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Robert Foster Opens the New Year

Mark Sisco | January 1st, 2014

Two mahogany tall-case clocks produced widely divergent prices. The darker clock above stopped at $550, but the lighter one on the right sailed all the way to $5170.

What made this $550 Native American Shasta basket most interesting was the original Hudson Bay Fur Co. label. A gentleman named Moritz Gutmann founded the Seattle, Washington, company in 1900, and it lasted until at least 1920, when a fire destroyed much of its merchandise. The label identified the makers as the Shasta tribe of Oregon and northern California and the material as split willow and wild grass.

Silver is still running strong at auction these days. Here’s a 115-piece International set in the Royal Danish pattern, without monograms, that rang in at a solid $3410. Photo courtesy Foster.

Another good silver strike. This Gorham sterling silver tea set in the Maintenon pattern with a teapot, creamer, sugar, and a double-handled tray sold for $1705. Photo courtesy Foster.

Newcastle, Maine

It’s a bright new year, the economy is climbing out of the tank, and the 2014 Maine auction year started off like every new year for the past several decades, with Robert Foster banging the hammer to a wall-bursting crowd at his Newcastle, Maine, gallery on January 1.

Here was a tale of two tall clocks, both unsigned and both probably American. The first was in dark mahogany and had a broken-arch pediment centering a small urn finial on the full-column bonnet and a dentil-molded waist with a scalloped door. The second, lighter-colored mahogany clock had a full-column bonnet, a reticulated three-urn pediment, a hand-painted tombstone arch dial, and a matching tombstone arch-shaped waist door flanked by reeded and brass-capped quarter columns. But it also had some significant repairs to the case. One of the columns on the bonnet had been replaced, and some of the wood in the waist looked oddly matched. So why did the darker one crash at $550 (including buyer’s premium) and the lighter one bring $5170? I checked with several knowledgeable clock dealers afterward, and no one seemed to have the answer to that, except that apparently there were two bidders who just really wanted the second one. The only other clue was the name “Wilson” on its works.

One of the centerpieces of the sale was a large 47" x 35" oil on canvas of three young children. The painting was heavily crackled but was in untouched pristine condition. The subjects and the artist were unknown, but the painting was said to have hung in the customs house in Wiscasset, Maine, for many years. It was very primitive in style; the heads of two of the children were considerably oversized for their small bodies. But when the hammer came down, it sold for a somewhat disappointing $2200 on a single bid.

A rare full-plate daguerreotype in an elaborate gilt frame with an oval églomisé gilt glass panel over the photograph sold for $247.50. The sitters were identified on a paper label on the reverse as “Rev. L. H. Beane/ his wife Sarah/ Their children/ Edward/ Calvin / Clarence/ Ida,” plus one illegible child’s name. The minister was a strikingly handsome gent, and the daguerreotype would have dated from around the 1850’s, but I wasn’t able to locate any info on Beane or his family.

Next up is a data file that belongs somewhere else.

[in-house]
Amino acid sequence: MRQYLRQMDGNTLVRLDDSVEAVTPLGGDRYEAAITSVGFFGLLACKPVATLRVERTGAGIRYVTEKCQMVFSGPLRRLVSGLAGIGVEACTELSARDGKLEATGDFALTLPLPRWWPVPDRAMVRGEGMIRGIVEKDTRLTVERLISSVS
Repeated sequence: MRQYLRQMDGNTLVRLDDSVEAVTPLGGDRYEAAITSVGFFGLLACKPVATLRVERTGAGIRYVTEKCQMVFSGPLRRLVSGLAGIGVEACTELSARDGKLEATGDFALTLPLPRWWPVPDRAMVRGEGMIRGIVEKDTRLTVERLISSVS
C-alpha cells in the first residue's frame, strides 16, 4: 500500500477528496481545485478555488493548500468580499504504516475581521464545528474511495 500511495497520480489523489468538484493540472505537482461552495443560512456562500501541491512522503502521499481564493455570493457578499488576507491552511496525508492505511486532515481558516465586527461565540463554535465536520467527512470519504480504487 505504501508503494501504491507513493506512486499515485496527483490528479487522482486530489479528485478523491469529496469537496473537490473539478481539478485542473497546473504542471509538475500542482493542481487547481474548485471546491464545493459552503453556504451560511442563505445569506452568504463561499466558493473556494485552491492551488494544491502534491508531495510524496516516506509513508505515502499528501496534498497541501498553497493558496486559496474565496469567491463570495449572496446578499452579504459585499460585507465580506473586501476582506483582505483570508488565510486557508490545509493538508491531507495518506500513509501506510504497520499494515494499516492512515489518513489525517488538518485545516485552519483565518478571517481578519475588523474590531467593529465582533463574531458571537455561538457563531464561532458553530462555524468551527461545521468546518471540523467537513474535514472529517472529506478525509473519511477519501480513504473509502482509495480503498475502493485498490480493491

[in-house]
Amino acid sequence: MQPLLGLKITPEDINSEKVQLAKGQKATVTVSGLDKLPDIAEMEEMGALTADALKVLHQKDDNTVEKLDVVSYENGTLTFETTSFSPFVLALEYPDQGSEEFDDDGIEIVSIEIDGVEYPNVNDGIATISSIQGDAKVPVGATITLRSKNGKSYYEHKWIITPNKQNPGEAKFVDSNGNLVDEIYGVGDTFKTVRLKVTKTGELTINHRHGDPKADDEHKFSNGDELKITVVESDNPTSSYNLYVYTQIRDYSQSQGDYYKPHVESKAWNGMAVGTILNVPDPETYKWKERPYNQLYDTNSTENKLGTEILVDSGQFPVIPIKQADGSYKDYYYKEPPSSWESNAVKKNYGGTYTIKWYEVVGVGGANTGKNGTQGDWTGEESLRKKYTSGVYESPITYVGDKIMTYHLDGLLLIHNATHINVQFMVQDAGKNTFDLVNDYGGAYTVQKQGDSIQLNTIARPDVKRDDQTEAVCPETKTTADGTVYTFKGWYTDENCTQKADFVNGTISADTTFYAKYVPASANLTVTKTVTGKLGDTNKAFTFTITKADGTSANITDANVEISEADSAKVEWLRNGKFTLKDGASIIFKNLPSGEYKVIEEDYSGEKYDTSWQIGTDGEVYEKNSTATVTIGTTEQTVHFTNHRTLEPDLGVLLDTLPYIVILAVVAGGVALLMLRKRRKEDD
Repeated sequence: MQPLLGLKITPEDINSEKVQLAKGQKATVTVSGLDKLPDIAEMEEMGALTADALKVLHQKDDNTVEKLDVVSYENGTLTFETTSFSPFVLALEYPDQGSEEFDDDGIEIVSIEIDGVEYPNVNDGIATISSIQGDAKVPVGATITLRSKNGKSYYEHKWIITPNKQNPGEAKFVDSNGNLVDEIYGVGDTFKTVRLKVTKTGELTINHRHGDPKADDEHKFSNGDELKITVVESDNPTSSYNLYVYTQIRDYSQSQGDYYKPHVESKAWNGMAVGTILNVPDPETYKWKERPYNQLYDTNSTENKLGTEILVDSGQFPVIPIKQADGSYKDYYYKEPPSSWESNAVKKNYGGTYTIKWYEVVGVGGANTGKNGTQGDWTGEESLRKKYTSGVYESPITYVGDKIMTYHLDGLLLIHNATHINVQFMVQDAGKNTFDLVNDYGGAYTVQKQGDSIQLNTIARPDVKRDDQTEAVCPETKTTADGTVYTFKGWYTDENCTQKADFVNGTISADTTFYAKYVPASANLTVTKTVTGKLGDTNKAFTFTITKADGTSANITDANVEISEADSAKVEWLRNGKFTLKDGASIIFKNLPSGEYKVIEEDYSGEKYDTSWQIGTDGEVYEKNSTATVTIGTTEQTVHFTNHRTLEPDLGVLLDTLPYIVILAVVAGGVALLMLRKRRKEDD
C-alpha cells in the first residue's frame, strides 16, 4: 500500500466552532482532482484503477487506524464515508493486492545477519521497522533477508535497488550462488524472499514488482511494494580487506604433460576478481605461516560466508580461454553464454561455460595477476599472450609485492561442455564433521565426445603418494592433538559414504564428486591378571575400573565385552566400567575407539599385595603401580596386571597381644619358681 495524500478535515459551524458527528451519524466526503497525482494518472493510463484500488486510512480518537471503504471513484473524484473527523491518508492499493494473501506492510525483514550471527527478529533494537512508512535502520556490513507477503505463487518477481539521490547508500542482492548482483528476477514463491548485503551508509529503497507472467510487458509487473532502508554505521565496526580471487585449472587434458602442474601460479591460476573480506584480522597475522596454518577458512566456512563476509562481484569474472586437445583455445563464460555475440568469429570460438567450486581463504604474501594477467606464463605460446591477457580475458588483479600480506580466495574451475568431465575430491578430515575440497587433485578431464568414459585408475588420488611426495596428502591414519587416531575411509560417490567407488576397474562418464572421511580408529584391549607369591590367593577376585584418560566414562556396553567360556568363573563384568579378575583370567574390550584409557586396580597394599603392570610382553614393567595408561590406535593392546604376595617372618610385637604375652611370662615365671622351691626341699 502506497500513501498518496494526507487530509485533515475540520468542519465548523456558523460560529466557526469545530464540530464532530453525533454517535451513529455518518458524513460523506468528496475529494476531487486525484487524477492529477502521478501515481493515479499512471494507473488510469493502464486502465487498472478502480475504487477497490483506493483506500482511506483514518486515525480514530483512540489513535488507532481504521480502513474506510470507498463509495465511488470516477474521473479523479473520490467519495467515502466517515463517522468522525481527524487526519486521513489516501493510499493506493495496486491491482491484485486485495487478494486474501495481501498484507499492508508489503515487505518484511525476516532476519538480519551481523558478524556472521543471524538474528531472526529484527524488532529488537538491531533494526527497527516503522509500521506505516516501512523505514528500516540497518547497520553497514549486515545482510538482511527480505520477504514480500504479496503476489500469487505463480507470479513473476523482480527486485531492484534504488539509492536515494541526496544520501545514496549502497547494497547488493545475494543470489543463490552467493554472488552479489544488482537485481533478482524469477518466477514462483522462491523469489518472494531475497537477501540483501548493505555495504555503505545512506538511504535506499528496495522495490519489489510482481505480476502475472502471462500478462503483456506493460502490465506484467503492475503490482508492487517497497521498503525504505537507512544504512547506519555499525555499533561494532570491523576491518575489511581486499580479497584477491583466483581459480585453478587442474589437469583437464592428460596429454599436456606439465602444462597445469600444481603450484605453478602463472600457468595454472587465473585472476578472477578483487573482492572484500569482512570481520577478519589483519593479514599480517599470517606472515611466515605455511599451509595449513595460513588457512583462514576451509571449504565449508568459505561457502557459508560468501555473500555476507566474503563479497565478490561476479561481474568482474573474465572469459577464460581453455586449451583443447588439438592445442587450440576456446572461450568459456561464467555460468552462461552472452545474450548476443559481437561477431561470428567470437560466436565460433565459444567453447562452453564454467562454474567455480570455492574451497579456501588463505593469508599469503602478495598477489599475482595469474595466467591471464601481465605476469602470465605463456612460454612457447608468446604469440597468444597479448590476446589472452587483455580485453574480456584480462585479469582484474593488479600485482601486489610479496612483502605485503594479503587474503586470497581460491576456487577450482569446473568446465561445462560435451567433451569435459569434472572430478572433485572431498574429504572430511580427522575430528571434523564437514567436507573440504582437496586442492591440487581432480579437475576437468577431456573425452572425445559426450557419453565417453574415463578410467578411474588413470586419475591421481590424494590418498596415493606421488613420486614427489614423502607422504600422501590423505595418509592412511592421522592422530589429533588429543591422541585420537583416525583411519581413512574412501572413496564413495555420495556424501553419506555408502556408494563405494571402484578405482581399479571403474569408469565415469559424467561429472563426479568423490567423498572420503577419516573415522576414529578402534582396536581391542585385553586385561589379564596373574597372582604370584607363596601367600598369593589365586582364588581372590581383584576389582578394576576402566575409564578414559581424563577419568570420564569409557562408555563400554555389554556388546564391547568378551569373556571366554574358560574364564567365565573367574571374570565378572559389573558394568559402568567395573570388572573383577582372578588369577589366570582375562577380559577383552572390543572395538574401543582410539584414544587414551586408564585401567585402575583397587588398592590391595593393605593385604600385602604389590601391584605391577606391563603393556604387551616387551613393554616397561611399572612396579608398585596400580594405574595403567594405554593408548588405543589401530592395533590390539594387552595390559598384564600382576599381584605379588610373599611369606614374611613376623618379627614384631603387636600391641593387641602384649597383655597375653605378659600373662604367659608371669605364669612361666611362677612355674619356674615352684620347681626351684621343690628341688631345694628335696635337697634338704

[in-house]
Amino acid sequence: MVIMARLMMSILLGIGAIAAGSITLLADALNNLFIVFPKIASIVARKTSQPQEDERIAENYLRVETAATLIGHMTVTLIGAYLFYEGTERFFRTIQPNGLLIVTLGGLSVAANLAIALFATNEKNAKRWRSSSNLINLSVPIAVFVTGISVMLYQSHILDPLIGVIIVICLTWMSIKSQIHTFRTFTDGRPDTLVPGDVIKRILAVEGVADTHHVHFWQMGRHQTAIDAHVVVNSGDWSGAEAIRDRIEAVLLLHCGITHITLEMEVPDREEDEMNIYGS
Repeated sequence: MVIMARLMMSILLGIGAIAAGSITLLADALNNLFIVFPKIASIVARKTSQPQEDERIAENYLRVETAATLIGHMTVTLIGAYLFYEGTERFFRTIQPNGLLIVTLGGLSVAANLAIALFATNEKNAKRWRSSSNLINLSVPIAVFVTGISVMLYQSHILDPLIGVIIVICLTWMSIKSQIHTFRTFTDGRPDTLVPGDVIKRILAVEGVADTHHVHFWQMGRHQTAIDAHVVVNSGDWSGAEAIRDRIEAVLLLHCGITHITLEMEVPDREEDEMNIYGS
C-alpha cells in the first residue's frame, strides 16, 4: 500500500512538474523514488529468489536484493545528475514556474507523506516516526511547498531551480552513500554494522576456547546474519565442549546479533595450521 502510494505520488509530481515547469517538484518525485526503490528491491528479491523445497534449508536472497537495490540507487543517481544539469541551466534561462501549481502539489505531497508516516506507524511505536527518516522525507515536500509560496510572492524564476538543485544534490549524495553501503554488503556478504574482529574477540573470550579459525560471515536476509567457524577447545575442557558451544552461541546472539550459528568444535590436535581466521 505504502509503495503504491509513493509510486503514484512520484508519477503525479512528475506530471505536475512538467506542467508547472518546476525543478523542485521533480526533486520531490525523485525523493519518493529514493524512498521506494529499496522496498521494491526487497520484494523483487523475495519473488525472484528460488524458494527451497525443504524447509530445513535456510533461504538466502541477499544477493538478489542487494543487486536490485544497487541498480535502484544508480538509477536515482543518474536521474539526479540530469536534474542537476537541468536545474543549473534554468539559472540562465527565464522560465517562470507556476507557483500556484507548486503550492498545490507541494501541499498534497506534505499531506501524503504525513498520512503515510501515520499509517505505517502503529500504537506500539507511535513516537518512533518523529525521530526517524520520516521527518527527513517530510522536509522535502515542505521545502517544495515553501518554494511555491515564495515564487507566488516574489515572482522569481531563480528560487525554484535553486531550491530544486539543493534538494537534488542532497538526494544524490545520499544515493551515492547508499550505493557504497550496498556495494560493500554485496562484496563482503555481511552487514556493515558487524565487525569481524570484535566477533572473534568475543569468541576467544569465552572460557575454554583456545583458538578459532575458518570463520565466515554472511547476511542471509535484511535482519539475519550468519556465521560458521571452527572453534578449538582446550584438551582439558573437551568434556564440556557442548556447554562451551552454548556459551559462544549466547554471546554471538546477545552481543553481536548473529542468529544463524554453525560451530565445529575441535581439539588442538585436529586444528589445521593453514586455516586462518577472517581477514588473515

One of the earliest and most curious items in the sale was a sword that Foster described simply as a “possible 17th-century antique sword.” It certainly appeared to be of that age or earlier. After searching through hundreds of sword illustrations on the Internet, I wasn’t able to come up with a close comparable. Likewise, the engraved inscription on the upper portion of each side of the blade remained tantalizingly illegible, with only the word “DOMINI” readable on one side and a possible “CONFUNDAR” on the other. The first might read “IN NOMINE DOMINI” or “In the Name of the Lord,” an inscription found on swords dating from the Middle Ages onward. The second could be a conjugation of the Latin “Confundo” meaning “to merge or join together.” The nearest comparables I could find were some German long swords with elaborate wrought-iron hilts, dating from the mid-16th to the mid-17th century. At least two knowledgeable bidders must have known what they were dueling for, and they chased it to $990.

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This full-plate daguerreotype of the Reverend L. H. Beane and his family brought $247.50.

This early European sword was listed as 17th century but is perhaps considerably earlier. Someone risked $990 on it.

George McConnell (1852-1929) of Portland, Maine, is much better known as a painter of ships, stormy seas, and wooded landscapes, but he did produce a few still-life paintings, including one of a lobster that hangs in Foster’s office area. This 15½" x 25½" painting of a basket of grapes and peaches spilling onto a stone slab sold for $715.

This Sheraton cherry and mahogany bowfront chest of drawers with reeded three-quarter columns under mushroom-capped cookie corners and a diamond-inlaid backsplash sold for $770.

Foster commented, “You couldn’t replace these rubies unless you found a hoard of old rubies.” The bracelet contained 13.5 carats of natural Burmese rubies, set in platinum, and it closed for $8250. Photo courtesy Foster.

Originally published in the April 2014 issue of Maine Antique Digest. © 2014 Maine Antique Digest

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